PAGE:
But there are some important differences between Dominican casinos and their North American/European counterparts. We compiled this list of frequently-asked questions and answers to help ensure that your gambling experience in the Dominican Republic is a positive one.
Do casinos in the DR offer odds as good as those in American casinos?
Dominican casinos offer Las Vegas odds. In other words, the amount of profits kept by the casino versus how much is taken away in winnings by the players is the same as in Vegas and is generally considered fair.
However, like all casinos, there are certain games that by their nature offer better odds than others. For example blackjack and poker, if played strategically, can have very good payout levels for the gambler, up around 98 or 99%. Games of pure chance involving no skill usually have poorer odds.
Will I find the same games as in Vegas?
Most of the casino games you find here will look very familiar: blackjack, video poker, craps and slots are all here.
However, you likely won't find Texas Hold 'em Poker or Seven Card Stud. In their place, most casinos offer Caribbean Stud Poker and different versions of Video Poker.
Unfortunately, the British single zero roulette is also absent here, replaced by the double zero version which has worse odds for the player.
Are there any games I should avoid?
Keno and Super Keno have received a bad rap in Dominican casinos for good cause. This isn't the Keno you see in Vegas, where you get a ticket with 80 numbers and you mark the 20 numbers you hope will be called.
Here, the game is played with a marked felt table and bingo-like balls that are selected from a glass case by the player at $5 a pop. Simply put, the odds in this game are absolutely terrible.
Most gambling professionals will warn you against playing ANY type of Keno. Gambling guru Arthur Reber says in The New Gambler's Bible, "In terms of expected value, it is the very worst game for the player to be found anywhere in the casino."
Many a holiday has been ruined by the seductive allure of the huge jackpots in Keno and Super Keno. Just remember, the house edge in Keno is between 25 and 40 per cent whereas in other games it may go as low as 1%.
Games that go by the name of Progressive Keno or Progressive Roulette should also be approached with great caution as they operate on much the same principle: persuade the players to keep increasing their bets until they're in too deep to quit. These dealers are remarkably persuasive and many players who normally have plenty of will power find it hard to walk away.
To complicate matters, the Keno games in the DR are operated not by the casino itself but by an independent contractor who rents the floor space. And since it's a concession, complaints to casino management might fall on deaf ears. Best to save yourself the trouble and walk on by.
Can I bet in dollars or pesos?
You can bet in either currency. It doesn't hurt to keep in mind that the casinos have lower minimum bets if you play in pesos. So if things are getting too rich for your blood, you can slow down the pace by switching from dollars to pesos.
As well, most casinos will cash your travelers checks and sell you chips on your credit card. Plus there are instant tellers in many casinos.
Should I tip the dealers?
Conventional wisdom says that if you tip the dealer generously he will 'help' you perhaps give you some playing tips or other preferential treatment. But it doesn't work like that in most Dominican casinos.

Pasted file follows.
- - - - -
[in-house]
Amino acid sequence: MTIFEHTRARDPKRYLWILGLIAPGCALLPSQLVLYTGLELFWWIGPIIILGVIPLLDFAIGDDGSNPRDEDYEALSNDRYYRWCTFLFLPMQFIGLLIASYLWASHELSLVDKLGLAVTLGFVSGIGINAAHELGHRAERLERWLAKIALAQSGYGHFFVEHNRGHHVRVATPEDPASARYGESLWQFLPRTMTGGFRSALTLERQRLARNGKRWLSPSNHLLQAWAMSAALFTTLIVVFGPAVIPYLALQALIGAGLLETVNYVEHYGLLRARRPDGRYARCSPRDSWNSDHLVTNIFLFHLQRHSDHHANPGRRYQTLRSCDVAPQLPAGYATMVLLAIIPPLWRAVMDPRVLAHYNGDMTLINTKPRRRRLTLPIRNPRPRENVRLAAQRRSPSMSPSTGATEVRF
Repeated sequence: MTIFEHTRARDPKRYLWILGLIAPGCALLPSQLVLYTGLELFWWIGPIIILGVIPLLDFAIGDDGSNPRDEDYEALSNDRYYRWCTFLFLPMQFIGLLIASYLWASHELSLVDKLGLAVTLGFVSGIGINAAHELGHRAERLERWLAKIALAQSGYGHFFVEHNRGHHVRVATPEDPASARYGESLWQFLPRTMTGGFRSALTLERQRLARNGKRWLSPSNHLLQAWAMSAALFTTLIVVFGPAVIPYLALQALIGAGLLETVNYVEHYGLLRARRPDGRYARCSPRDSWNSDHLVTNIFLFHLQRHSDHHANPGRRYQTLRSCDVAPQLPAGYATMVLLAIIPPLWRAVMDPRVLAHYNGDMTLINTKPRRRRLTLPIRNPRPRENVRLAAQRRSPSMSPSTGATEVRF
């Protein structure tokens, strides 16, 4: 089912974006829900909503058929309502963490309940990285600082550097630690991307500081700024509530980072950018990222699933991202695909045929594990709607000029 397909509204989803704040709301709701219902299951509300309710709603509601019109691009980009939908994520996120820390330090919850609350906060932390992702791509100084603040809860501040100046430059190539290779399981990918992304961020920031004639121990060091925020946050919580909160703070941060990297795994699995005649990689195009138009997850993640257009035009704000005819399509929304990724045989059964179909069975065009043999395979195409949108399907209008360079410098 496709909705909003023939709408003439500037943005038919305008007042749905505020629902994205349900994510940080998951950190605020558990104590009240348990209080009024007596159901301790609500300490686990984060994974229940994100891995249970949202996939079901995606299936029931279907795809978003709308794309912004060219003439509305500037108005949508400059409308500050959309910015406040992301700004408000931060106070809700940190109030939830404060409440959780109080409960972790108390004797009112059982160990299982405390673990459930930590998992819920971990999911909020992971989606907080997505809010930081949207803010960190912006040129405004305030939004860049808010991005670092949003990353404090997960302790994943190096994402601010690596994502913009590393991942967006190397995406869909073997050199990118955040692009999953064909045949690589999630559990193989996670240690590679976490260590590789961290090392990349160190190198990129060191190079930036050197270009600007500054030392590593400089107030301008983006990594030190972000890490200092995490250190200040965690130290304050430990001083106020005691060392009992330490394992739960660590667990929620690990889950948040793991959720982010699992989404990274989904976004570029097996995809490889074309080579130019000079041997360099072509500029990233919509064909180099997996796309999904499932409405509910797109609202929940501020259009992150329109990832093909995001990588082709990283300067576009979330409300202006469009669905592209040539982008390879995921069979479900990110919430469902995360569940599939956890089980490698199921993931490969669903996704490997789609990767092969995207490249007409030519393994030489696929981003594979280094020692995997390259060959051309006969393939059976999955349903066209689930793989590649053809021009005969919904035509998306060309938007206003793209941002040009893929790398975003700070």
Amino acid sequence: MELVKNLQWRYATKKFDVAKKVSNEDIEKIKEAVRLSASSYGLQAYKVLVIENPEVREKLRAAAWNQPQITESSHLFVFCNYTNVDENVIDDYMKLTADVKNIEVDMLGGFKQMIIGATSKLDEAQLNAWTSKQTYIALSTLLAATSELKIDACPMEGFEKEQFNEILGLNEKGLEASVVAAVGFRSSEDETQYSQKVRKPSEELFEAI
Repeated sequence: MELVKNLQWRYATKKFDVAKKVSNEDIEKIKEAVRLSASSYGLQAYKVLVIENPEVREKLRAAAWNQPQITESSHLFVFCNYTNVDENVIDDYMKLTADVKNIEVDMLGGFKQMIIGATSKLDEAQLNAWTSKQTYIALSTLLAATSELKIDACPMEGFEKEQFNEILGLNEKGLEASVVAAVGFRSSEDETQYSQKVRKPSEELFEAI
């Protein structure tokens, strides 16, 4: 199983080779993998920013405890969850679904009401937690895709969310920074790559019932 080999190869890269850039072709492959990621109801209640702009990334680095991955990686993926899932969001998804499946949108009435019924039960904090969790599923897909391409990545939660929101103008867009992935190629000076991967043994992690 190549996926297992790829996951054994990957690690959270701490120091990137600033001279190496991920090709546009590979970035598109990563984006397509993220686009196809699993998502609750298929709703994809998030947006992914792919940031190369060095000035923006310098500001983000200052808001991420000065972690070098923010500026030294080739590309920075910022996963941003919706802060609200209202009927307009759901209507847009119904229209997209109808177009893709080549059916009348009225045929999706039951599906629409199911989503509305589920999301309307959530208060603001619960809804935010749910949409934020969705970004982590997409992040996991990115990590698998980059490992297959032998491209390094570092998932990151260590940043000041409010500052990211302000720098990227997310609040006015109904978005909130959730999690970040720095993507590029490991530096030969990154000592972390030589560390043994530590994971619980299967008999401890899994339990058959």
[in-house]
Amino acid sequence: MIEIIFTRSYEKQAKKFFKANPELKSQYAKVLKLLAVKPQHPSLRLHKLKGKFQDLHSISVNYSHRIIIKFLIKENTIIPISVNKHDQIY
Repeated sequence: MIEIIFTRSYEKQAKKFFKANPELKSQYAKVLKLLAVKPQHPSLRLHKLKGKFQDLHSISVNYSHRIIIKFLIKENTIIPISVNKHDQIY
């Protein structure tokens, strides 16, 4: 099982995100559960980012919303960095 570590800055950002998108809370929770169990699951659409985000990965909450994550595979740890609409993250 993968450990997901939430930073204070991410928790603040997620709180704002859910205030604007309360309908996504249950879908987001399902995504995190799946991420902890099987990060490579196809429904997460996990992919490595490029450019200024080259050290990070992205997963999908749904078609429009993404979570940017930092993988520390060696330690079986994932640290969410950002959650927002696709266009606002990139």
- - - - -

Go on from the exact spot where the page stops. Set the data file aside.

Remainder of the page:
Why not? Because the owners of the casinos don't let the dealers keep all their tips. The tips are pooled and every so often, a set amount is distributed among the staff. But the house keeps a good portion.
Therefore, dealers will politely and gratefully accept your tip but likely won't show you any special favors!
What kind of comps can I expect to receive?
Dominican casinos, like most others in the world, like to pamper players who are spending some money. That means drinks, cigarettes and even snacks are on the house as long as you're playing and not just watching. In this way, the logic goes, you have no reason to leave the premises and will stay longer and spend more.
Some casinos also hand out free chips for specific games or match play coupons that comp you free chips if you buy a certain minimum amount.
What other differences will I notice from North American casinos?
For one thing, the casinos here are probably much smaller than the ones you're used to in the big American resorts. The games are played the same way there's just fewer of them.
Secondly, some Dominican casinos have broken with the global tradition and installed both clocks and windows. The better to know when it's time to head home!
If I have a complaint with a casino, what recourse do I have?
Again, things here are very different than in the US or Europe. There is no Gaming Commission or other government body dedicated to monitoring and inspecting the casinos for fairness. Luckily, the casino managers are highly motivated to protect their image and usually resolve any complaints directly with the player.
Can you offer some tips to improve my casino experience?
- Play only the games you are familiar with and be sure to understand the rules thoroughly.
- Find out what the odds are and play only the games with the most favorable odds.
- Never drink and gamble at the same time. If you lose your concentration, you could wind up losing your shirt.
- Manage your money. Arrive at the casino knowing how much you plan to spend. Only gamble with money you can afford to lose. Remember: the casino has the edge in all games and the odds are always against you!
- Quit while you are ahead. If you're lucky enough to come away with 20% more than you wagered, you've had a good session and can go home feeling like a winner.
- Above all, enjoy yourself. Casino gambling can be fun and entertaining if you exercise restraint!